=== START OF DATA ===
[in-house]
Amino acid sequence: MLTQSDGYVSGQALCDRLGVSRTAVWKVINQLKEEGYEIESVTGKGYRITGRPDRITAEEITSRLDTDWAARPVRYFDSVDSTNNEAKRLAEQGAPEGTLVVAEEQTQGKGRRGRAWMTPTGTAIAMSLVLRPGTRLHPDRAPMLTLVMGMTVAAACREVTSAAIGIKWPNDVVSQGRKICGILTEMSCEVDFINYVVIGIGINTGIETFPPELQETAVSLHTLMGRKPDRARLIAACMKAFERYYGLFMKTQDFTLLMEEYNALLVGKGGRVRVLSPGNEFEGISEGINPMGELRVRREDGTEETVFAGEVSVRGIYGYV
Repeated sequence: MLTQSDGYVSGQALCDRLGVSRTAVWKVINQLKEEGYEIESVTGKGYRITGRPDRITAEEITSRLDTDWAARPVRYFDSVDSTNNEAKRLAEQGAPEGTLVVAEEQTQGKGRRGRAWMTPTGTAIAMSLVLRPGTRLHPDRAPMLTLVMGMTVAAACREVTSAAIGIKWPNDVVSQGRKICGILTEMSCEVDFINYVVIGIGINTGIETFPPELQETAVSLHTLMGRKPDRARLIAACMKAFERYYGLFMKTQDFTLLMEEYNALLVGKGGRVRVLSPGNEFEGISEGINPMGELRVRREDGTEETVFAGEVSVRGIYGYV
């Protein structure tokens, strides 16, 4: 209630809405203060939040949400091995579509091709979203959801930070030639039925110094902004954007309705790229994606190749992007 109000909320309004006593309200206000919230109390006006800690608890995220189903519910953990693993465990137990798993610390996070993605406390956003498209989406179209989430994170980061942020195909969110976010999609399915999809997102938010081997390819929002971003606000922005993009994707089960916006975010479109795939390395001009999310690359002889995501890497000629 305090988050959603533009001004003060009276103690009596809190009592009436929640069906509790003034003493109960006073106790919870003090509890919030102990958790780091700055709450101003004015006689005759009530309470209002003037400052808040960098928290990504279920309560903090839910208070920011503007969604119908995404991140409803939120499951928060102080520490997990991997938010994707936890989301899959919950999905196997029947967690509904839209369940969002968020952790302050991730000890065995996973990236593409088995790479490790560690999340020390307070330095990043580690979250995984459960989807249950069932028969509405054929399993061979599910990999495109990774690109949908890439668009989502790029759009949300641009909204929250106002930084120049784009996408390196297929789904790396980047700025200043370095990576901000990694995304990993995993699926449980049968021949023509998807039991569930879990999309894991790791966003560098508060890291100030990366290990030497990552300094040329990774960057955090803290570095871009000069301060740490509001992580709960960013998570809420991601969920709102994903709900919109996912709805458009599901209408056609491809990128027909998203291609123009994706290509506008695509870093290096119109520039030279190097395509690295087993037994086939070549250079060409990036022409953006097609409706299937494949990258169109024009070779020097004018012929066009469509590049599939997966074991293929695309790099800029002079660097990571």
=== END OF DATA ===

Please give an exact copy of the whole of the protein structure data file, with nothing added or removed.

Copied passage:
[in-house]
Amino acid sequence: MLTQSDGYVSGQALCDRLGVSRTAVWKVINQLKEEGYEIESVTGKGYRITGRPDRITAEEITSRLDTDWAARPVRYFDSVDSTNNEAKRLAEQGAPEGTLVVAEEQTQGKGRRGRAWMTPTGTAIAMSLVLRPGTRLHPDRAPMLTLVMGMTVAAACREVTSAAIGIKWPNDVVSQGRKICGILTEMSCEVDFINYVVIGIGINTGIETFPPELQETAVSLHTLMGRKPDRARLIAACMKAFERYYGLFMKTQDFTLLMEEYNALLVGKGGRVRVLSPGNEFEGISEGINPMGELRVRREDGTEETVFAGEVSVRGIYGYV
Repeated sequence: MLTQSDGYVSGQALCDRLGVSRTAVWKVINQLKEEGYEIESVTGKGYRITGRPDRITAEEITSRLDTDWAARPVRYFDSVDSTNNEAKRLAEQGAPEGTLVVAEEQTQGKGRRGRAWMTPTGTAIAMSLVLRPGTRLHPDRAPMLTLVMGMTVAAACREVTSAAIGIKWPNDVVSQGRKICGILTEMSCEVDFINYVVIGIGINTGIETFPPELQETAVSLHTLMGRKPDRARLIAACMKAFERYYGLFMKTQDFTLLMEEYNALLVGKGGRVRVLSPGNEFEGISEGINPMGELRVRREDGTEETVFAGEVSVRGIYGYV
């Protein structure tokens, strides 16, 4: 209630809405203060939040949400091995579509091709979203959801930070030639039925110094902004954007309705790229994606190749992007 109000909320309004006593309200206000919230109390006006800690608890995220189903519910953990693993465990137990798993610390996070993605406390956003498209989406179209989430994170980061942020195909969110976010999609399915999809997102938010081997390819929002971003606000922005993009994707089960916006975010479109795939390395001009999310690359002889995501890497000629 305090988050959603533009001004003060009276103690009596809190009592009436929640069906509790003034003493109960006073106790919870003090509890919030102990958790780091700055709450101003004015006689005759009530309470209002003037400052808040960098928290990504279920309560903090839910208070920011503007969604119908995404991140409803939120499951928060102080520490997990991997938010994707936890989301899959919950999905196997029947967690509904839209369940969002968020952790302050991730000890065995996973990236593409088995790479490790560690999340020390307070330095990043580690979250995984459960989807249950069932028969509405054929399993061979599910990999495109990774690109949908890439668009989502790029759009949300641009909204929250106002930084120049784009996408390196297929789904790396980047700025200043370095990576901000990694995304990993995993699926449980049968021949023509998807039991569930879990999309894991790791966003560098508060890291100030990366290990030497990552300094040329990774960057955090803290570095871009000069301060740490509001992580709960960013998570809420991601969920709102994903709900919109996912709805458009599901209408056609491809990128027909998203291609123009994706290509506008695509870093290096119109520039030279190097395509690295087993037994086939070549250079060409990036022409953006097609409706299937494949990258169109024009070779020097004018012929066009469509590049599939997966074991293929695309790099800029002079660097990571």